Racial equity is the great unfinished work of this country. You, our students, give us reason to hope. Even during some of the darkest days, young people have shown that they are willing to take a stand and fight for what is righteous and just. You are demonstrating the power of collective action. As educators, we are learning a timeless lesson from you that, together, we can change the world.

Activism is how we channel our anger to confront injustice. You are teaching us that. Your teachers are so proud of you. And the other caring adults who support your learning are inspired by you too.

Educate Yourself

Articles & Toolkits




Black LGBTQ+ People to Learn About


Organizations Doing the Work


Videos & Film


Accounts to Follow on Instagram

Anti-Racism: The active process of identifying and working toward eliminating racism by changing systems, organizational structures, policies, practices, norms and attitudes, so that power is redistributed and moves toward equity. See an expanded definition here.

BIPOC: Black, Indigenous, and People of Color. The term “builds authentic and lasting solidarity among Black, Indigenous and People of Color, in order to undo Native invisibility, anti-Blackness, dismantle white supremacy and advance racial justice.” (Source: The BIPOC Project)

Colorism: First coined by Alice Walker, colorism is used to refer to within group and between group prejudice and/or discrimination in favor of lighter skin tones and against darker skin tones. It isn’t racism, however there is a clear relationship.

Covert Racism: A form of racism disguised and subtle, rather than public or obvious. Covert racism is woven into the fabric of society and erases BIPOC through seemingly passive methods and underlying messages. See microaggressions.

Critical Race Theory: Activists and scholars interested in studying and transforming the relationship of race, racism and power. Educators are encouraged to read books and work by critical race theorists. 

Cultural Competency: Skill development for work across cultural lines. *Not* about access to resources, power and privilege. *Not* about systems.

Decolonization: Work toward undoing, dismantling the effects of the oppressor/oppressed regime or structures imposed by a colonial power. For a classroom, this can mean unlearning and removing oppressive curriculum, language, images, norms, etc. (Sources 1 2)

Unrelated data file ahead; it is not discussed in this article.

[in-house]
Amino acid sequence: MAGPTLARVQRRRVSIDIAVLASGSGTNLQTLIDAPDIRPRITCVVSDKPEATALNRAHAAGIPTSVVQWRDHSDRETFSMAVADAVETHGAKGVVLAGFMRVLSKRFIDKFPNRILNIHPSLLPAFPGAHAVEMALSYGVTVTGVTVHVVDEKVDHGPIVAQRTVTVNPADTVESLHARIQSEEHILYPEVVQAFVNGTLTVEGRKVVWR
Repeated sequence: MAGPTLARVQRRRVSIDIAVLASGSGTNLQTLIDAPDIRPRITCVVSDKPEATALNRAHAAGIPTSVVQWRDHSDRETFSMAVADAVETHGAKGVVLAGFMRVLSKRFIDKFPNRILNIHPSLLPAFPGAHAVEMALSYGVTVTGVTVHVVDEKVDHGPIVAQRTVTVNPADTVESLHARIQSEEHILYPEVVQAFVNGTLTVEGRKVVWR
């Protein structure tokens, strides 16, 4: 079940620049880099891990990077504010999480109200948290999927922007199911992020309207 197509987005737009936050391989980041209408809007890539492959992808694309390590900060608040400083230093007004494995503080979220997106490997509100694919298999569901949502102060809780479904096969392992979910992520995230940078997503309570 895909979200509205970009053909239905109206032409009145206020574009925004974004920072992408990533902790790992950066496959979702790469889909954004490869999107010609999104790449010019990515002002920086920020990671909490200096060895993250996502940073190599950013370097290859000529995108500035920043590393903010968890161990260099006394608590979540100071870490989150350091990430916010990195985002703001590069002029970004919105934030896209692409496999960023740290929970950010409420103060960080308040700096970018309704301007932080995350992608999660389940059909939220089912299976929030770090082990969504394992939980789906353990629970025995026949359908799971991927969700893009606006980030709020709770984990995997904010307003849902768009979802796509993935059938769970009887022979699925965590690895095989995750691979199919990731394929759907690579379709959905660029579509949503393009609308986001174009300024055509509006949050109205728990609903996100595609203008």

Diversity: Awareness and appreciation of difference. It’s *not* about access to resources, power and privilege. *Not* about systems and it’s often very vaguely used. Many schools and organization hyper-focus on this, and need to move beyond it.

Microaggressions: A statement, action or inference that is indirect, subtle discrimination against members of a marginalized group such as a racial or ethnic minority. An example might be saying “You’re so articulate” to a Black person (underlying assumption being, it’s surprising you can speak so well for a Black person.) Some folks may refer to microaggressions as “Your racism is showing.” (See video 1, video 2)

Optical/Performative Allyship: Solidarity that only serves at the surface level to lift up and provide a platform for the ally. Makes a statement but doesn’t go beneath the surface and is not aimed at breaking away from the systems of power that oppress. (Source: Latham Thomas) Folks should work to center the movement, not themselves.

School to Prison Pipeline: A disturbing national trend where children are funneled out of public schools and into the juvenile and criminal justice systems. Most of these children are students of color, have learning disabilities and/or histories of poverty, abuse, or neglect. Instead of receiving additional educational and counseling support services, they are isolated, punished, suspended and pushed out.